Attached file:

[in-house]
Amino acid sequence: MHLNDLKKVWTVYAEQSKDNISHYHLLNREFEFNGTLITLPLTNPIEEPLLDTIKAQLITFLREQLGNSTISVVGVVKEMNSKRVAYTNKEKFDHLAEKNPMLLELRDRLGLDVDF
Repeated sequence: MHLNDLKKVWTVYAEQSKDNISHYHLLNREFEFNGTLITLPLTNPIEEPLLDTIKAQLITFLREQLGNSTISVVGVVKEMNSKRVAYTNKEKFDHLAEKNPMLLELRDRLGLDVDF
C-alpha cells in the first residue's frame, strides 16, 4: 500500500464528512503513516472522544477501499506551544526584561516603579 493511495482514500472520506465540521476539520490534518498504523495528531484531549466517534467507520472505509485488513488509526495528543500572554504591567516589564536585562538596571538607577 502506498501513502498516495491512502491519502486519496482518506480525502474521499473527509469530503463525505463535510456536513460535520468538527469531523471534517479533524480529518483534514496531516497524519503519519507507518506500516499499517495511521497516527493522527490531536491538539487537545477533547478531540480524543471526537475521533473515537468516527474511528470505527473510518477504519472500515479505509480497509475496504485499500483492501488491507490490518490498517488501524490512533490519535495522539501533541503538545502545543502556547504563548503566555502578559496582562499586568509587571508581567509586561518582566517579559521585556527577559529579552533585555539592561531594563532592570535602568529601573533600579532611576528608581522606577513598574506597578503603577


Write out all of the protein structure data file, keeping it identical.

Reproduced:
[in-house]
Amino acid sequence: MHLNDLKKVWTVYAEQSKDNISHYHLLNREFEFNGTLITLPLTNPIEEPLLDTIKAQLITFLREQLGNSTISVVGVVKEMNSKRVAYTNKEKFDHLAEKNPMLLELRDRLGLDVDF
Repeated sequence: MHLNDLKKVWTVYAEQSKDNISHYHLLNREFEFNGTLITLPLTNPIEEPLLDTIKAQLITFLREQLGNSTISVVGVVKEMNSKRVAYTNKEKFDHLAEKNPMLLELRDRLGLDVDF
C-alpha cells in the first residue's frame, strides 16, 4: 500500500464528512503513516472522544477501499506551544526584561516603579 493511495482514500472520506465540521476539520490534518498504523495528531484531549466517534467507520472505509485488513488509526495528543500572554504591567516589564536585562538596571538607577 502506498501513502498516495491512502491519502486519496482518506480525502474521499473527509469530503463525505463535510456536513460535520468538527469531523471534517479533524480529518483534514496531516497524519503519519507507518506500516499499517495511521497516527493522527490531536491538539487537545477533547478531540480524543471526537475521533473515537468516527474511528470505527473510518477504519472500515479505509480497509475496504485499500483492501488491507490490518490498517488501524490512533490519535495522539501533541503538545502545543502556547504563548503566555502578559496582562499586568509587571508581567509586561518582566517579559521585556527577559529579552533585555539592561531594563532592570535602568529601573533600579532611576528608581522606577513598574506597578503603577